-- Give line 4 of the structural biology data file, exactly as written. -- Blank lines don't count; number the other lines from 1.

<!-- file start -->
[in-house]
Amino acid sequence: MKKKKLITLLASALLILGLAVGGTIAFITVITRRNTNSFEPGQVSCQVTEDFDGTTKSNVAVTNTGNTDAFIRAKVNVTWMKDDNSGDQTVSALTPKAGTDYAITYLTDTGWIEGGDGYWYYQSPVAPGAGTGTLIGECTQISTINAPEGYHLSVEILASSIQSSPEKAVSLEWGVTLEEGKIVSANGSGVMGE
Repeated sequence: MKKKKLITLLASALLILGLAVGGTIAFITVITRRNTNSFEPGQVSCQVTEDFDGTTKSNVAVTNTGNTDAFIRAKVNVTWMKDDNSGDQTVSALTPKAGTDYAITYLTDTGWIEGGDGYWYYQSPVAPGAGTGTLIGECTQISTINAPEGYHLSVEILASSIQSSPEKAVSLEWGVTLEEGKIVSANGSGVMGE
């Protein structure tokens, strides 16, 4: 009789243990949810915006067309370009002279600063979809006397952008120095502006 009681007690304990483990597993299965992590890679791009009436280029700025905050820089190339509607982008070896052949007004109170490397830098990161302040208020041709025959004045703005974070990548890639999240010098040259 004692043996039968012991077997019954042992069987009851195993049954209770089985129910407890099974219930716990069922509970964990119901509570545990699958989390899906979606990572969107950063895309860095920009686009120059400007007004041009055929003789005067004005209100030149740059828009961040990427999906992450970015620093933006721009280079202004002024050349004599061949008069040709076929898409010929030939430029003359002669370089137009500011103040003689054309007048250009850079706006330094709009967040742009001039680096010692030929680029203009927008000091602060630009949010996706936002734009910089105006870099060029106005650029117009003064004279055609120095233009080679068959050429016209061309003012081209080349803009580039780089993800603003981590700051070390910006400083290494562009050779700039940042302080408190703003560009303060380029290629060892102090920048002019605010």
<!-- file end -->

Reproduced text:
């Protein structure tokens, strides 16, 4: 009789243990949810915006067309370009002279600063979809006397952008120095502006 009681007690304990483990597993299965992590890679791009009436280029700025905050820089190339509607982008070896052949007004109170490397830098990161302040208020041709025959004045703005974070990548890639999240010098040259 004692043996039968012991077997019954042992069987009851195993049954209770089985129910407890099974219930716990069922509970964990119901509570545990699958989390899906979606990572969107950063895309860095920009686009120059400007007004041009055929003789005067004005209100030149740059828009961040990427999906992450970015620093933006721009280079202004002024050349004599061949008069040709076929898409010929030939430029003359002669370089137009500011103040003689054309007048250009850079706006330094709009967040742009001039680096010692030929680029203009927008000091602060630009949010996706936002734009910089105006870099060029106005650029117009003064004279055609120095233009080679068959050429016209061309003012081209080349803009580039780089993800603003981590700051070390910006400083290494562009050779700039940042302080408190703003560009303060380029290629060892102090920048002019605010």